Harris: The thing is, you don’t need a lot of exposition. Did you see the movie The Prophet?
Harris: I mean there’s almost no exposition in that movie. The guy arrives at the prison, you start with him in the van arriving at the prison, he doesn’t know anybody, you realize this guy’s gotta survive or he’s gonna become somebody’s lunchmeat, and the thing just snowballs from there. It’s almost a silent movie and it’s gripping. It’s absolutely gripping. And you understand what’s going on the whole time.
As a movie fan or someone growing up with movies all around you, what was it like to film Sherlock Holmes 2 in and around London?
Harris: Yeah it was great. It was nice to be back in London and have a job (laughs). You know my career, I established myself really in America, and when I went back to England when I was married you know I struggled while I was there because I’d been away for such a long time, and all the people that knew me or knew my work were back in America, either in New York or Los Angeles. I had a tough time of it while I was there, so it was great to be back there and working.
I also really enjoyed your work on Fringe. Could you talk a little bit about how you got involved in that show?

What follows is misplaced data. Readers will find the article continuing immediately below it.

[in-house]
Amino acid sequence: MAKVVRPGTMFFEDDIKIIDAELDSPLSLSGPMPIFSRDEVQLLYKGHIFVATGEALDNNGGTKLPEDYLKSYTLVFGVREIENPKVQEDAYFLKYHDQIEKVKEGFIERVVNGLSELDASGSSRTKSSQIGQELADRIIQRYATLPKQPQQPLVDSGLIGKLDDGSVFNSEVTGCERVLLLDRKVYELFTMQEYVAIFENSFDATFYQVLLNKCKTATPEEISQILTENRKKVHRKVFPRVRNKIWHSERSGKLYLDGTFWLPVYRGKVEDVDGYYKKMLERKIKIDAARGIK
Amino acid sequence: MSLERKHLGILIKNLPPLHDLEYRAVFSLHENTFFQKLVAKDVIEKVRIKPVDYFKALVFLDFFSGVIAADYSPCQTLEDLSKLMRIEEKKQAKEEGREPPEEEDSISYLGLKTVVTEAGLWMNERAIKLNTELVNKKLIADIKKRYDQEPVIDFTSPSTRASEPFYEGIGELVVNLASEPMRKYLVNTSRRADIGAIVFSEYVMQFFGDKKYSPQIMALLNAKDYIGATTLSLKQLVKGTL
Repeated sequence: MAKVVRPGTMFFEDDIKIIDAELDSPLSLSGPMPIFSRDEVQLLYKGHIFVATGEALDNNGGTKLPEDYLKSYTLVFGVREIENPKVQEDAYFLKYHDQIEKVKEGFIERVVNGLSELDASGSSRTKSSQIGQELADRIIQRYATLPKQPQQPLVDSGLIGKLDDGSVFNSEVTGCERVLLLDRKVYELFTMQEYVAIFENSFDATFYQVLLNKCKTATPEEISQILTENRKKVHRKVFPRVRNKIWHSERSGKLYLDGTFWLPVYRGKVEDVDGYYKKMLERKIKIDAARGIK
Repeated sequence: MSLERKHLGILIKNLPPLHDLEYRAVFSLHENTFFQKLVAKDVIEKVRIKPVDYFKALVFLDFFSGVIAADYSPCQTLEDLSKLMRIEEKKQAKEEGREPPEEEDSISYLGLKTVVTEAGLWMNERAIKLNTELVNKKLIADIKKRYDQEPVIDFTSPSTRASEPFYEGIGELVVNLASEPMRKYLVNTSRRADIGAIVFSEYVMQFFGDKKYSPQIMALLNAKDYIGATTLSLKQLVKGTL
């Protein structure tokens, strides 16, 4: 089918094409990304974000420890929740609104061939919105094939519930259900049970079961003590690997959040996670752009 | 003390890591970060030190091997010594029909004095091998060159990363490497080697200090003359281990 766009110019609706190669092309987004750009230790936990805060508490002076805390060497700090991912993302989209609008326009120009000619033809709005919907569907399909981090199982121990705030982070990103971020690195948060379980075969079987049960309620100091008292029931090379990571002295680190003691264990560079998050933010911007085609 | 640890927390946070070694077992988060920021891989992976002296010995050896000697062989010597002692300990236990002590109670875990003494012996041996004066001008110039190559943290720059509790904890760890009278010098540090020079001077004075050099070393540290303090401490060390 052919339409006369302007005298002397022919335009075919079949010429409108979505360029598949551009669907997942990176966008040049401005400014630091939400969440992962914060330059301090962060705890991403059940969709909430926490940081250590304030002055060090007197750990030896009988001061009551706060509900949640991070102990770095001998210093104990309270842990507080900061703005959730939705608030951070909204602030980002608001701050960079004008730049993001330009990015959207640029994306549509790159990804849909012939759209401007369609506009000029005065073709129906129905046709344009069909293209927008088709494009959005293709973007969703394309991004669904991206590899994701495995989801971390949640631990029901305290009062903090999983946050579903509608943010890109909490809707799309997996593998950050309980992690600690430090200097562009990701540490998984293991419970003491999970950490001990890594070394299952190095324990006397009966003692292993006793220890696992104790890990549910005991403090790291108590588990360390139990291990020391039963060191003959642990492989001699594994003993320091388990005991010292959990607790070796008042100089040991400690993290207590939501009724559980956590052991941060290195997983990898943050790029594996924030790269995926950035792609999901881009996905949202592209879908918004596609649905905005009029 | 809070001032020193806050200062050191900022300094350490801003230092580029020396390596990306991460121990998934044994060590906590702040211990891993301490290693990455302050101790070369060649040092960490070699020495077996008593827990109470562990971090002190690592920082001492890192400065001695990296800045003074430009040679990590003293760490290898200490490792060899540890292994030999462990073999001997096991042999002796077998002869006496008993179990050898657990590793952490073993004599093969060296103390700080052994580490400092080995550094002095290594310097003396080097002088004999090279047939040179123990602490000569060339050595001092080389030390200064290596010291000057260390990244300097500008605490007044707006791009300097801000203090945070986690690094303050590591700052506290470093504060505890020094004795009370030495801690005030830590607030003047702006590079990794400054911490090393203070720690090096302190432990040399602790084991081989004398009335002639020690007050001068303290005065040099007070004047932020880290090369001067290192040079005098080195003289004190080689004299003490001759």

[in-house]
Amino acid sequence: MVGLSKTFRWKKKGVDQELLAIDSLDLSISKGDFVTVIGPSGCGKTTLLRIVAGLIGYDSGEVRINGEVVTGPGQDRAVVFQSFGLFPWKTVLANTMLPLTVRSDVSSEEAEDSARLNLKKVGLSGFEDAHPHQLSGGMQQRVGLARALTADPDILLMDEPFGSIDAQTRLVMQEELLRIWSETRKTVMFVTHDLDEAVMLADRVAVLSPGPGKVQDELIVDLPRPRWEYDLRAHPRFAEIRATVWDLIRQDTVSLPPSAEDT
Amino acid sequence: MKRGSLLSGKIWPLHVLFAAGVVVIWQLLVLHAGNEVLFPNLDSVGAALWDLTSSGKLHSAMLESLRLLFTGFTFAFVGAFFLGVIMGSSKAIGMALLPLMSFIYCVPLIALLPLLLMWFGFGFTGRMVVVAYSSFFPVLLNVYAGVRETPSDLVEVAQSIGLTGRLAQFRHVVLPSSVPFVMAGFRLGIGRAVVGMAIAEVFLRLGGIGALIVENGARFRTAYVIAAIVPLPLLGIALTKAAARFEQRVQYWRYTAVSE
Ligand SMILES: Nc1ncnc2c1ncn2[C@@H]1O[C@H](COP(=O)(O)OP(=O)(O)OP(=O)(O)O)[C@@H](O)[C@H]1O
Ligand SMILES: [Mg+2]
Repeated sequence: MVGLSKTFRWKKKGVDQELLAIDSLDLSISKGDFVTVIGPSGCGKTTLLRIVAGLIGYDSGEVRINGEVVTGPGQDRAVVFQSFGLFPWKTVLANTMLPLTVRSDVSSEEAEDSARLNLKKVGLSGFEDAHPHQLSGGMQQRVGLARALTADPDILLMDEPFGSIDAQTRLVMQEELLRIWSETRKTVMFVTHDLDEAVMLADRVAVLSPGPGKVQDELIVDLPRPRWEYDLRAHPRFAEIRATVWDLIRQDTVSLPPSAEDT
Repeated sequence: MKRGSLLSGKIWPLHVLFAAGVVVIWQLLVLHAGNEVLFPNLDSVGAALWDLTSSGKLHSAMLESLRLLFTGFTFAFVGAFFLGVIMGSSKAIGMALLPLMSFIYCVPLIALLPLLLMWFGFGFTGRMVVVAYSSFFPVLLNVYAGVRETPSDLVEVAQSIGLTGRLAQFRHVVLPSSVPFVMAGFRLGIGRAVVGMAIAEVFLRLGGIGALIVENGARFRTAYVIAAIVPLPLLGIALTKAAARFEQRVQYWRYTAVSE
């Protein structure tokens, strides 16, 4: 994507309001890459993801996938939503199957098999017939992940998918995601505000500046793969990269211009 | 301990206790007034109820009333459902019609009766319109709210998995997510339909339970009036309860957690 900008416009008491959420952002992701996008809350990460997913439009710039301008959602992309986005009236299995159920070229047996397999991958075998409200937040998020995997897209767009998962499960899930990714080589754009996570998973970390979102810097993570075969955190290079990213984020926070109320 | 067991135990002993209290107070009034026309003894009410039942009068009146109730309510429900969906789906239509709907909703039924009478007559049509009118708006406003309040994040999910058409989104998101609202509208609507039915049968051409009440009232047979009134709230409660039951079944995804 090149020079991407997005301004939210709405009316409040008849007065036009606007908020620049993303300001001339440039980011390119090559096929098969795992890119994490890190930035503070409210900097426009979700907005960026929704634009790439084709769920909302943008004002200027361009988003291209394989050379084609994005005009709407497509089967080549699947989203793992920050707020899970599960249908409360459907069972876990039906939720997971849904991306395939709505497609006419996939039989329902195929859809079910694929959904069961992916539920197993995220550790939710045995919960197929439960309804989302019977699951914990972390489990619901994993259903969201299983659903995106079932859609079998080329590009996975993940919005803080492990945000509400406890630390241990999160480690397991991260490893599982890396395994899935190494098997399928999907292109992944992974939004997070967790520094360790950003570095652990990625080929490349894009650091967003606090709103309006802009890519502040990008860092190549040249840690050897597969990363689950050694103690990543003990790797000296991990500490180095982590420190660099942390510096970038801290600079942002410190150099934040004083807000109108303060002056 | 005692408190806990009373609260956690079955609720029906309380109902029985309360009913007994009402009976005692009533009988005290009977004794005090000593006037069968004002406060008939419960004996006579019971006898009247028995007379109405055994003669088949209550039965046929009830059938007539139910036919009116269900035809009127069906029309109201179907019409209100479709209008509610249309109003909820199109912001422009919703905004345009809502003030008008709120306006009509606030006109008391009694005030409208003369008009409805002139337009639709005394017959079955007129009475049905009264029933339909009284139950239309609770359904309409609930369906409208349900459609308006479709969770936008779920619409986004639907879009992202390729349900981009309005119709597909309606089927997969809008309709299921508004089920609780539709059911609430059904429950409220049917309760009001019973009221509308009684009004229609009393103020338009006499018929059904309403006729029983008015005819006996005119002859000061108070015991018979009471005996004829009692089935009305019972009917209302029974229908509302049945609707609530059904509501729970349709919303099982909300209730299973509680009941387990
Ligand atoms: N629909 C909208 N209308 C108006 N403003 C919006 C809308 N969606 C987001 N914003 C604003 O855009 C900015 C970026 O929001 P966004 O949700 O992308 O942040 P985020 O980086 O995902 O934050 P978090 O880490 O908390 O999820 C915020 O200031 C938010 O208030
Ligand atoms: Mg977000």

Harris: I personally am a conspiracy theory junkie, I love ‘em. I’m fascinated by them. And this just fit so many boxes that were perfect for me, in terms of the science-fiction, the conspiracy theory, the “there are forces at work controlling our destiny,” and all that kind of stuff, I loved it all. I got a phone call through my agent saying that they were interested and that they would like me to come and do it, and would I read the script for just that one episode. And I read it, I knew the show, I had seen it being promo’d, I knew I was gonna watch it already, it appealed to me. I got on the phone with Jeff Pinkner and discussed a little bit of what he could tell me about the character. It was kind of funny because I got to the set, and he had revealed things about where this guy was going and what was happening and what he was up to, and when I got to the set I actually knew more than the other people (laughs). They told me more than they told them, and it was the stars of the show. So I loved it. And you know, I’ve spoken to Jeff about it and about the show and of course, I was extremely disappointed about the way my character ended up. I never saw that being that character’s problem, and I have to say, and going back to what we were talking about before about doing things different, Akiva Goldsman’s bad guys, they’re all very similar in that they’ve all got major daddy issues. Their main motivating force is they have a personal issue with not being appreciated or wanting to prove themself to whoever their father figure is in the story, and the repetition of it got tedious for me. And going back to what you were asking about with Moriarty and with playing villains in general, and about the interface with plot and exposition and stuff like that—don’t tell them anything! Iago is one of the great villains of all time, there is no explanation for why he does what he does. None. People are fascinated by evil because it’s mysterious and it doesn’t seem to have a rational behind it, and the second you say that Hannibal Lector was abducted as a child and he had to eat his sister or something like that, it becomes immediately mundane. The character becomes mundane. Don’t explain. That’s what’s fascinating about it.